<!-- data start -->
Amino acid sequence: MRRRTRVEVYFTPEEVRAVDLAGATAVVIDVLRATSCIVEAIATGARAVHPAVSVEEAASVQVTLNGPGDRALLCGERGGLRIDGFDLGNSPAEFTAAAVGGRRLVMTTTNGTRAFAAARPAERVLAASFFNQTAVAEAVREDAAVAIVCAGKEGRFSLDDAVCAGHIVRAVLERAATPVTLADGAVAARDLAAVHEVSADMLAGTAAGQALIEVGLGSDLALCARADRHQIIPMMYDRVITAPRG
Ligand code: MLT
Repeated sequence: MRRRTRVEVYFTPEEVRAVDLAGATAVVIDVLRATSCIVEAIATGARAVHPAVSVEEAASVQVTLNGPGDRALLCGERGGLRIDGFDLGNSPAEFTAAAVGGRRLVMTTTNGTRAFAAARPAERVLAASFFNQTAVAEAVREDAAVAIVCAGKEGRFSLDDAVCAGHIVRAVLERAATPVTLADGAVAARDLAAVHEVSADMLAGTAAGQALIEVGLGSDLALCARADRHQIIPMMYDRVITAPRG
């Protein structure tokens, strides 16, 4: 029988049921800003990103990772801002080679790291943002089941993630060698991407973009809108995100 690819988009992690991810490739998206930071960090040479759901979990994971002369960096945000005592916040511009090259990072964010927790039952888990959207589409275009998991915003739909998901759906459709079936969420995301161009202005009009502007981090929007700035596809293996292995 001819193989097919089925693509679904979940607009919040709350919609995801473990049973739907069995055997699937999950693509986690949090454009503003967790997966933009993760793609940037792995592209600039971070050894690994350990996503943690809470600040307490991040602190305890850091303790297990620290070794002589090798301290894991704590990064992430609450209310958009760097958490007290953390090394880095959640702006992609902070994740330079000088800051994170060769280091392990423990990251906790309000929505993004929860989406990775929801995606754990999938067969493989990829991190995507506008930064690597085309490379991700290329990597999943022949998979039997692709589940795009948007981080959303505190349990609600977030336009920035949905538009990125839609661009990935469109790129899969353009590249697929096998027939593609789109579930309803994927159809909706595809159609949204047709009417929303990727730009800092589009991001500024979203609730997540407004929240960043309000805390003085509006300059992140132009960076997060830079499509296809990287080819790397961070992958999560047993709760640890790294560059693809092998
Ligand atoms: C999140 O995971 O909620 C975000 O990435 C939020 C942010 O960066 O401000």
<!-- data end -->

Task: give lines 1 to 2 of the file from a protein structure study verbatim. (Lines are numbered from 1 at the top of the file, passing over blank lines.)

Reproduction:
Amino acid sequence: MRRRTRVEVYFTPEEVRAVDLAGATAVVIDVLRATSCIVEAIATGARAVHPAVSVEEAASVQVTLNGPGDRALLCGERGGLRIDGFDLGNSPAEFTAAAVGGRRLVMTTTNGTRAFAAARPAERVLAASFFNQTAVAEAVREDAAVAIVCAGKEGRFSLDDAVCAGHIVRAVLERAATPVTLADGAVAARDLAAVHEVSADMLAGTAAGQALIEVGLGSDLALCARADRHQIIPMMYDRVITAPRG
Ligand code: MLT